But, with all that said, the Middle East is not nearly as important as it used to be. The traditional reasons for U.S. involvement are changing. Once upon a time, it was all about containing the Russians, our dangerous dependence on Arab oil, and a very vulnerable Israel. Then it was all about the threat of Islamic extremism and terrorism, and the desire to nation-build in Afghanistan and Iraq. Much of that is now gone. Some of what remains has gotten more complex and limited the role the United States can and should play in the Middle East.
The Russians and the Americans are hardly allies in the Middle East — but they’re not quite enemies either. So, if the Russians aren’t the principal threat to draw the United States into the region anymore, who or what is? answer is terrorism. But, another decade later, the signs of retrenchment and withdrawal from the hot wars that replaced the cold one are pretty clear. We’re out of Iraq, and, by 2014, we’ll be heading for the exits in Afghanistan, too. Energy independence isn’t around the corner. But there’s a revolution brewing in North America that will over time reduce U.S. dependence on Arab oil. U.S. oil production is increasing sharply for the first time in almost a quarter century. Combine that with the rise in national oil production and greater focus on fuel efficiency and conservation, and the trend lines are at least running in the right direction.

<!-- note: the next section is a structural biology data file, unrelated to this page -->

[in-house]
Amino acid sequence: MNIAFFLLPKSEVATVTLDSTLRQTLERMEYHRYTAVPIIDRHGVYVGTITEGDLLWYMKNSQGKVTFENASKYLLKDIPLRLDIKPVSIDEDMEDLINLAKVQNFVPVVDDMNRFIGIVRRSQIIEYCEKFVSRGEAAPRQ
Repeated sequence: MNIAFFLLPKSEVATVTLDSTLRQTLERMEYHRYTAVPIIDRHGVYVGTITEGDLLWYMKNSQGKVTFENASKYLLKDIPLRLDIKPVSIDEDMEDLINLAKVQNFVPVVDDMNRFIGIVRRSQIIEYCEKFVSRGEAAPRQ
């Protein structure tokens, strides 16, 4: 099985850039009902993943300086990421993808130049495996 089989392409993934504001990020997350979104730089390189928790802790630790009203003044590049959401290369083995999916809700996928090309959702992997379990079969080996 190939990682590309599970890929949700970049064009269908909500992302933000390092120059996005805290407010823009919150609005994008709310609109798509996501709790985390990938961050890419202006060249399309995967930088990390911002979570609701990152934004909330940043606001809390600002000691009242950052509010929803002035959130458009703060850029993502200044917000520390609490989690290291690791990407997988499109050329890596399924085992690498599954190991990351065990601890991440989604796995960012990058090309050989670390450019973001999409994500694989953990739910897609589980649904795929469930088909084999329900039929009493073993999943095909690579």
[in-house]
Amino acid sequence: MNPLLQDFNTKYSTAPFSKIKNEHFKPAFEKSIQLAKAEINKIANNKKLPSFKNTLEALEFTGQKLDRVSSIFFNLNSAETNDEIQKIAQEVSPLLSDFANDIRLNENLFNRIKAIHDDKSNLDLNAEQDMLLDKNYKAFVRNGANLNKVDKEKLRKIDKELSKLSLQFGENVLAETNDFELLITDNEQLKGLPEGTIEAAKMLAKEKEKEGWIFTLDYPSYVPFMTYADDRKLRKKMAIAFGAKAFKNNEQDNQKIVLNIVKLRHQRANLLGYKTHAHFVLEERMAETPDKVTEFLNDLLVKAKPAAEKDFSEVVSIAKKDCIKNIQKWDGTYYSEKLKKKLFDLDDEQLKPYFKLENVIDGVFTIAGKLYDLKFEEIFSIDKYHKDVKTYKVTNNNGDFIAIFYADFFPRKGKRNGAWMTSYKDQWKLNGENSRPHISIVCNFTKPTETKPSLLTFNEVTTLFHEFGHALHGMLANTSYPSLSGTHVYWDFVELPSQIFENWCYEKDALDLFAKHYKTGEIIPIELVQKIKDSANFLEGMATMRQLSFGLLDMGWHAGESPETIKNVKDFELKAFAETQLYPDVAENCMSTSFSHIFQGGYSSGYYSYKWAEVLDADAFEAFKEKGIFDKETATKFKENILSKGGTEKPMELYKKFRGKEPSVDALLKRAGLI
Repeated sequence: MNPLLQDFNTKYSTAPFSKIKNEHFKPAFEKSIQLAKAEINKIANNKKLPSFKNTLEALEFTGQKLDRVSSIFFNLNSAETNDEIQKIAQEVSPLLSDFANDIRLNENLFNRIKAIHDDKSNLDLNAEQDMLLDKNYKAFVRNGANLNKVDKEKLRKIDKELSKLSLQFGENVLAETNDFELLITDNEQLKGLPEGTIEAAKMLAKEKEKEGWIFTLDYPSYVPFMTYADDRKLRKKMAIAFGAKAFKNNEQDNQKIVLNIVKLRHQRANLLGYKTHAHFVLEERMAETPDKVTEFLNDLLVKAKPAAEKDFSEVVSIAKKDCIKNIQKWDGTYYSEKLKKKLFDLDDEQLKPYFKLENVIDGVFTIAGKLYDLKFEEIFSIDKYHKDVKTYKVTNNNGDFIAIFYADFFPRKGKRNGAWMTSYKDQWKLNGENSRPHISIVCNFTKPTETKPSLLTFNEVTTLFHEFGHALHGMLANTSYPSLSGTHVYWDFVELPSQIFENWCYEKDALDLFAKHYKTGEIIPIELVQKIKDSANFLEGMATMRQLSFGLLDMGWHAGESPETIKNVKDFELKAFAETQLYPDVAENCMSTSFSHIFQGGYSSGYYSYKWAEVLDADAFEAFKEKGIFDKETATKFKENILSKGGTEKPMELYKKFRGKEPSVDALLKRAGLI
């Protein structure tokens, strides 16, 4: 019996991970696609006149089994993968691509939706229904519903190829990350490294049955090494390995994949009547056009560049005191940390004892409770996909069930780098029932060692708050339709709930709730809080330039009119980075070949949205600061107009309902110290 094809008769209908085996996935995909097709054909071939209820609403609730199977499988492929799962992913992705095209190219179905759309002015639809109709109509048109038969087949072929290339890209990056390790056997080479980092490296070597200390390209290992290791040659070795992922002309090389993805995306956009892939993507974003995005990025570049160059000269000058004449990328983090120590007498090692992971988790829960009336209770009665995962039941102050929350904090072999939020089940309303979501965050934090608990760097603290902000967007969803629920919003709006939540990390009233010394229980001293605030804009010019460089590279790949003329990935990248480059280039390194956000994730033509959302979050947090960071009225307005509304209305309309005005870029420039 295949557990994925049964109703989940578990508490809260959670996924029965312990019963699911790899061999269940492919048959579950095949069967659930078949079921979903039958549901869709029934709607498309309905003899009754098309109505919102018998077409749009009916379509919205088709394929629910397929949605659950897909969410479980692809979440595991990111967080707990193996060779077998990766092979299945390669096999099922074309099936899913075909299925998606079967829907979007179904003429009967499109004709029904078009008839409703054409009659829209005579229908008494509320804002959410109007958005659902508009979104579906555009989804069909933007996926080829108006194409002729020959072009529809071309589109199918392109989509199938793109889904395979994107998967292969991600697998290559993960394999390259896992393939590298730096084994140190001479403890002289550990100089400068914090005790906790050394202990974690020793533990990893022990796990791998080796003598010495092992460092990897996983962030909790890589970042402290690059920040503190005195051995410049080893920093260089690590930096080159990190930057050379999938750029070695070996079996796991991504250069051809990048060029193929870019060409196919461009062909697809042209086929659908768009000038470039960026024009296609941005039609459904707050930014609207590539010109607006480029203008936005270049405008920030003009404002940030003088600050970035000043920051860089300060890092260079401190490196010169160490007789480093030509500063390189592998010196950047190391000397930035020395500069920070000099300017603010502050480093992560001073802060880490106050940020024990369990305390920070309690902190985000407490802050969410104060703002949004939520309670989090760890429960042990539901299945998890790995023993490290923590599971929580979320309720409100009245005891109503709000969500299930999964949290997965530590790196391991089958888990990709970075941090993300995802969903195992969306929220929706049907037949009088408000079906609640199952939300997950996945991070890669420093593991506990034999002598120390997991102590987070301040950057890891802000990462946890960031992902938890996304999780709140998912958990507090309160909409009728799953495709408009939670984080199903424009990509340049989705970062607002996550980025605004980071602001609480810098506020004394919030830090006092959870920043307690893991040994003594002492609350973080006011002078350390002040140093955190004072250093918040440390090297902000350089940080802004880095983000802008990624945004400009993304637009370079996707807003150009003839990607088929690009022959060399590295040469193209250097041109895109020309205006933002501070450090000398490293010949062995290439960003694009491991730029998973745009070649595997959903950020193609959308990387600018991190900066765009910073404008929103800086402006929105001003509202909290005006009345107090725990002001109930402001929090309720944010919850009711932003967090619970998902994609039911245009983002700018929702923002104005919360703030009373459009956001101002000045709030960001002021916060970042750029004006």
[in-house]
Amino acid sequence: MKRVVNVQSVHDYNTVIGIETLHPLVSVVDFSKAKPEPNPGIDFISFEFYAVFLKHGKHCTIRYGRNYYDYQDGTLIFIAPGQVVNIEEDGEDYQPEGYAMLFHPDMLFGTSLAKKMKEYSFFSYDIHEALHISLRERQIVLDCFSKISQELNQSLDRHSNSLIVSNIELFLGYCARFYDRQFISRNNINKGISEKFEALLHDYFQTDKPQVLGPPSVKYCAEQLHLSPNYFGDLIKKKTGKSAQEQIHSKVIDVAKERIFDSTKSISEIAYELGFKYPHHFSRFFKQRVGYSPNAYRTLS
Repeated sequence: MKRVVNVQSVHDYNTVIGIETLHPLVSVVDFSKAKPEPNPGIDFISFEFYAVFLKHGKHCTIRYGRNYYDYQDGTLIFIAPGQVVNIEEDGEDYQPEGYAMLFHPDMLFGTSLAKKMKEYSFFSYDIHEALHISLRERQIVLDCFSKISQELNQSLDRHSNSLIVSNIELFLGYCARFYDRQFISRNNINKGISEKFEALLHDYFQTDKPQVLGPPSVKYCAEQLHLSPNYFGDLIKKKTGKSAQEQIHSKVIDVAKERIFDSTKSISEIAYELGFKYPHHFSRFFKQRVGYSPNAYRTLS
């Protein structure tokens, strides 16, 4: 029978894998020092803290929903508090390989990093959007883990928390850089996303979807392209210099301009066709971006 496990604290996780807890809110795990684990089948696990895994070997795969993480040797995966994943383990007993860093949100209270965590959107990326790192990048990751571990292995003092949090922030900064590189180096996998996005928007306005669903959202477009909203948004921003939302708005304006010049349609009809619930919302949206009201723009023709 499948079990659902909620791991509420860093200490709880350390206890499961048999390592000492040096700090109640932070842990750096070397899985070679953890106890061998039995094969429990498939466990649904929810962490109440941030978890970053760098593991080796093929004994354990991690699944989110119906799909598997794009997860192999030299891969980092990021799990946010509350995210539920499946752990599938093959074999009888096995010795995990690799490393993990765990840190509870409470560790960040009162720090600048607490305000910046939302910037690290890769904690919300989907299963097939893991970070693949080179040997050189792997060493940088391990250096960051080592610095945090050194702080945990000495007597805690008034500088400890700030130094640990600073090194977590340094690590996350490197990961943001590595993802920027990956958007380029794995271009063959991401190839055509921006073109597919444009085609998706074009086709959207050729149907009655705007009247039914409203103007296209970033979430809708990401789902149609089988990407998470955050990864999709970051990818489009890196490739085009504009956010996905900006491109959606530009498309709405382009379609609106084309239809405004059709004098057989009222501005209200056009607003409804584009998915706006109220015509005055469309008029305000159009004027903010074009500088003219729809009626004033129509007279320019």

The old authoritarians with whom we fought (Saddam, Qaddafi, Assad the elder) and those on whom we relied (Yasser Arafat, Hosni Mubarak, Ben Ali, Abdullah Saleh) are all gone. It’s true the kings remain. But the most important ones — the Saudis — have serious problems with our policies. They can’t abide the fact that, as a result of our doing, a Shiite prime minister rules in Baghdad; they loathe our policy on acquiescing to Mubarak’s ouster; they resent our interest in reform in Bahrain; and they can’t stand our refusal to get tough with Israel on the Palestinians.
We’ve just suspended a chunk of military aid to Egypt, another of our other Arab friends, and managed to alienate just about every part of the Egyptian political spectrum, from the military to the Islamists to the liberals to the business community.
The speech Obama gave at the UNGA last month doesn’t sound like a guy who’s getting ready to disengage from the Middle East. After all, he committed to making resolutions of both the Iranian nuclear issue and the Israeli-Palestinian conflict the key foreign policy priorities of his second term. Given his risk-aversion, America’s diminished credibility, and the sheer difficulty of the substance, it’s by no means clear that the administration has the resolve and skill to succeed. Still, should Obama overcome these hurdles and deliver on these two issues — and when I say deliver, I mean limited agreements, not conflict-ending ones — not only will he have earned his Nobel peace prize, he will have freed the United States from two awful burdens, made the Middle East a much friendlier and more secure place.